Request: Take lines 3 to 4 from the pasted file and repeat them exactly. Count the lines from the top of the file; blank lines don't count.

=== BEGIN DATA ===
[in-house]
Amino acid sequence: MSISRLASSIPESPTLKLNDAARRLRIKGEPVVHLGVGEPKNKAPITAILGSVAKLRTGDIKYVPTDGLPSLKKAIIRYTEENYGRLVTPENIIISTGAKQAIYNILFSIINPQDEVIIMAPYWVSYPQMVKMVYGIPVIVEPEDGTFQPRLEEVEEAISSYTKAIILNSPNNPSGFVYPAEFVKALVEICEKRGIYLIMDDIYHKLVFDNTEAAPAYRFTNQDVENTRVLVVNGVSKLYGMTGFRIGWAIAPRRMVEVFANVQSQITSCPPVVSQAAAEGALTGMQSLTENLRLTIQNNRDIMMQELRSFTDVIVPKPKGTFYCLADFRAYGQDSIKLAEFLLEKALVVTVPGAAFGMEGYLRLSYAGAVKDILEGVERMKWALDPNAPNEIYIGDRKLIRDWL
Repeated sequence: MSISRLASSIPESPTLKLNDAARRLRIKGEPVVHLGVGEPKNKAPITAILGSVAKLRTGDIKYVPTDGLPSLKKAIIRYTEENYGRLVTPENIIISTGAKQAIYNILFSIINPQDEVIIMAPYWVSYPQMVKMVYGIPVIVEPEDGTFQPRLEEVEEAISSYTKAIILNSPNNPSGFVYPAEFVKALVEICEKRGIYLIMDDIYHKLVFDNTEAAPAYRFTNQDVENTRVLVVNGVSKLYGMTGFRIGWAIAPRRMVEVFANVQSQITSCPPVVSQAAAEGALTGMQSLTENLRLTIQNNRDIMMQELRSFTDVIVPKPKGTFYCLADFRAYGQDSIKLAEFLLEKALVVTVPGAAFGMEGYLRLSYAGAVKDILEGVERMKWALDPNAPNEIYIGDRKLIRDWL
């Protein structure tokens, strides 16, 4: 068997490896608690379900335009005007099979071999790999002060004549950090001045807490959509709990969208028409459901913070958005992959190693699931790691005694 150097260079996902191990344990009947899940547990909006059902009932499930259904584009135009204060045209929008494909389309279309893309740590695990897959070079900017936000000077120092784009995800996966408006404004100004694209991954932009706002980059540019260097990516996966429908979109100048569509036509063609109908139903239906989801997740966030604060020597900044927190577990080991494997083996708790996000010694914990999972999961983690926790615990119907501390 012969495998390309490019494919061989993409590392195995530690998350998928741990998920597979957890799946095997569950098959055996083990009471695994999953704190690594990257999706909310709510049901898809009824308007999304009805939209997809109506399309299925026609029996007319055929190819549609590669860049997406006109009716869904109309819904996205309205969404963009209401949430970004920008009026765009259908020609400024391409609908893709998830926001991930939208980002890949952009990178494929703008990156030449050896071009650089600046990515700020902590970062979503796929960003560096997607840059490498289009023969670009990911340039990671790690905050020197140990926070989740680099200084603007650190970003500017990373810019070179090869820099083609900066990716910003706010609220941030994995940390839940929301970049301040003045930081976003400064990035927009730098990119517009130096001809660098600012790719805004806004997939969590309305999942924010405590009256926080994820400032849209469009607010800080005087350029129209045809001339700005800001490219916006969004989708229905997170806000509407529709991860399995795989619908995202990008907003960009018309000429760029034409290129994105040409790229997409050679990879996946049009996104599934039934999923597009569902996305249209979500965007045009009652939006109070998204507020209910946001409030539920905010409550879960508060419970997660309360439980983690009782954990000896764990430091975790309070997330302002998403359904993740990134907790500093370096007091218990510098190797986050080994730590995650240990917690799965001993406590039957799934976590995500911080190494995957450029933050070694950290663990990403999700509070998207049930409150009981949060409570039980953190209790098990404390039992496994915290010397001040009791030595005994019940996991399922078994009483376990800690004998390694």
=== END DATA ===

Repeated sequence: MSISRLASSIPESPTLKLNDAARRLRIKGEPVVHLGVGEPKNKAPITAILGSVAKLRTGDIKYVPTDGLPSLKKAIIRYTEENYGRLVTPENIIISTGAKQAIYNILFSIINPQDEVIIMAPYWVSYPQMVKMVYGIPVIVEPEDGTFQPRLEEVEEAISSYTKAIILNSPNNPSGFVYPAEFVKALVEICEKRGIYLIMDDIYHKLVFDNTEAAPAYRFTNQDVENTRVLVVNGVSKLYGMTGFRIGWAIAPRRMVEVFANVQSQITSCPPVVSQAAAEGALTGMQSLTENLRLTIQNNRDIMMQELRSFTDVIVPKPKGTFYCLADFRAYGQDSIKLAEFLLEKALVVTVPGAAFGMEGYLRLSYAGAVKDILEGVERMKWALDPNAPNEIYIGDRKLIRDWL
């Protein structure tokens, strides 16, 4: 068997490896608690379900335009005007099979071999790999002060004549950090001045807490959509709990969208028409459901913070958005992959190693699931790691005694 150097260079996902191990344990009947899940547990909006059902009932499930259904584009135009204060045209929008494909389309279309893309740590695990897959070079900017936000000077120092784009995800996966408006404004100004694209991954932009706002980059540019260097990516996966429908979109100048569509036509063609109908139903239906989801997740966030604060020597900044927190577990080991494997083996708790996000010694914990999972999961983690926790615990119907501390 012969495998390309490019494919061989993409590392195995530690998350998928741990998920597979957890799946095997569950098959055996083990009471695994999953704190690594990257999706909310709510049901898809009824308007999304009805939209997809109506399309299925026609029996007319055929190819549609590669860049997406006109009716869904109309819904996205309205969404963009209401949430970004920008009026765009259908020609400024391409609908893709998830926001991930939208980002890949952009990178494929703008990156030449050896071009650089600046990515700020902590970062979503796929960003560096997607840059490498289009023969670009990911340039990671790690905050020197140990926070989740680099200084603007650190970003500017990373810019070179090869820099083609900066990716910003706010609220941030994995940390839940929301970049301040003045930081976003400064990035927009730098990119517009130096001809660098600012790719805004806004997939969590309305999942924010405590009256926080994820400032849209469009607010800080005087350029129209045809001339700005800001490219916006969004989708229905997170806000509407529709991860399995795989619908995202990008907003960009018309000429760029034409290129994105040409790229997409050679990879996946049009996104599934039934999923597009569902996305249209979500965007045009009652939006109070998204507020209910946001409030539920905010409550879960508060419970997660309360439980983690009782954990000896764990430091975790309070997330302002998403359904993740990134907790500093370096007091218990510098190797986050080994730590995650240990917690799965001993406590039957799934976590995500911080190494995957450029933050070694950290663990990403999700509070998207049930409150009981949060409570039980953190209790098990404390039992496994915290010397001040009791030595005994019940996991399922078994009483376990800690004998390694």